Culture & Competency

Factors that Knock Team Projects Off-Course

There are many things that can throw a team project off-course. The goal posts can be shifted by the project sponsor; that’s clearly a signal that the shared vision needs to be expanded or revised. That will have flow-on effects throughout the remaining project phases. Sometimes the shifting of the goal posts is a result of the team starting off on what they thought the project was about, and getting into it, and only then finding out that they hadn’t quite understood. Being rigorous in the initial take on the shared vision and desired outcome, and in getting sign-off and feedback from the project sponsor or sponsors is a way of minimizing the risk that this happens (and thus wasting a lot of project time, team member enthusiasm and energy for the project, not to mention the budget assigned to complete the project). At least to some degree, the team has control over shifting goal posts.

A second factor that can throw a team project off-course is changes in the market conditions that have an effect on the likelihood of success of the candidate idea. These changes may happen because the project is of a longer duration and a competitor has released a product or service into the targeted niche that changes the rules of the game. Think Apple, with its iPhone in the mobile phone space. How many new phone projects at Nokia or Motorola got canned after the iPhone came out? Or the change may happen as a result of new government or industry regulation that introduces new conditions and limitations on the product or service being developed. The team doesn’t have so much control over these things; but they will have to react to them and make corresponding changes within the work of the team. But although they can not control them, there should be an ongoing assessment of the major changes in the market, the following of competitor actions that impact key projects, and scenario development to ensure that worst case outcomes can be mitigated effectively.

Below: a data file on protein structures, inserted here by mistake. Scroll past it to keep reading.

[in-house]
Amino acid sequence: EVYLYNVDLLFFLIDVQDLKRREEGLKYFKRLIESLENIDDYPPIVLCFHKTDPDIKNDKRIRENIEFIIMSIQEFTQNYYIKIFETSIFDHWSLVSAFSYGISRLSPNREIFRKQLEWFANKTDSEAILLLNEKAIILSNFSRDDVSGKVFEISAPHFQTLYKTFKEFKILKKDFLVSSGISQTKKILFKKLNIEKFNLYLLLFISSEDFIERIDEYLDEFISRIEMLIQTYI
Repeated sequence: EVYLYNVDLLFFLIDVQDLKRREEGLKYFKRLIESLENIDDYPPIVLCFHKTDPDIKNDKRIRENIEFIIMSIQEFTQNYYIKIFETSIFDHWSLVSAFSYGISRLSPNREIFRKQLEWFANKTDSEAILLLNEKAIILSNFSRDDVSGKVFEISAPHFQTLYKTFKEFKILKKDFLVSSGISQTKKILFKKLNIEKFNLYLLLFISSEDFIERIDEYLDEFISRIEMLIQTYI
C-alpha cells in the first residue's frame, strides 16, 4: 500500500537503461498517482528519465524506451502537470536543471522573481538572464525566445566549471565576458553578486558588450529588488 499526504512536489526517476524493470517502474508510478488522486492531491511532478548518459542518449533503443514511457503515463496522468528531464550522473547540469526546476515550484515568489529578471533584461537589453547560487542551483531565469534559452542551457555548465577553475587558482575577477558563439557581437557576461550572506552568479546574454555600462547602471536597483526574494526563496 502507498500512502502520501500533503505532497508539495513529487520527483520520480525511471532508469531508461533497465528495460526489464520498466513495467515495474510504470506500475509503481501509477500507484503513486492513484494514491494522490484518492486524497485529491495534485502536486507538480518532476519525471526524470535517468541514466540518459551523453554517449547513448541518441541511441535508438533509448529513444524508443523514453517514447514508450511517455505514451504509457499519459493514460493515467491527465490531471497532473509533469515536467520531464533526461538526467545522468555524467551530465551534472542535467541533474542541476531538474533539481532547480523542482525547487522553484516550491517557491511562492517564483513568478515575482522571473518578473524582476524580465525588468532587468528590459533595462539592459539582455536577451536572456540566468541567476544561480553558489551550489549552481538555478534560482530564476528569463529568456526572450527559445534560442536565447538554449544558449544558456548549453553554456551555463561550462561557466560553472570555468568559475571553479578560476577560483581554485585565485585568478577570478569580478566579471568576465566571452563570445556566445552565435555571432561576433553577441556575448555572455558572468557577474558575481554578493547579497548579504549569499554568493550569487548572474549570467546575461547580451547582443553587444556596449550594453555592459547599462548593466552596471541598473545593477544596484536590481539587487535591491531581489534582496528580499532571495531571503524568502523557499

A third factor that can throw a team project off-course is changes in the composition of the team. The team starts off on a good footing, and has got into the groove of working together. All of the upfront explicit agreements and discussions that took a lot of time have been internalized by the team, and there’s a real hum in the way the team is progressing. And then out of left field, someone announces their resignation from the firm or says that they have too much on their freelancing plate and they won’t be able to contribute any further. Now the team has to scramble to find a replacement team member, and get them up-to-speed on what the team is doing and how they can directly contribute and help. That process takes time, and depending on the criticality of the contributions of the departing individual or the nearness of the final deadline, it can wreak major havoc.

How have you experienced team projects going off-course? The above is not an exhaustive list by any stretch …

Categories: Culture & Competency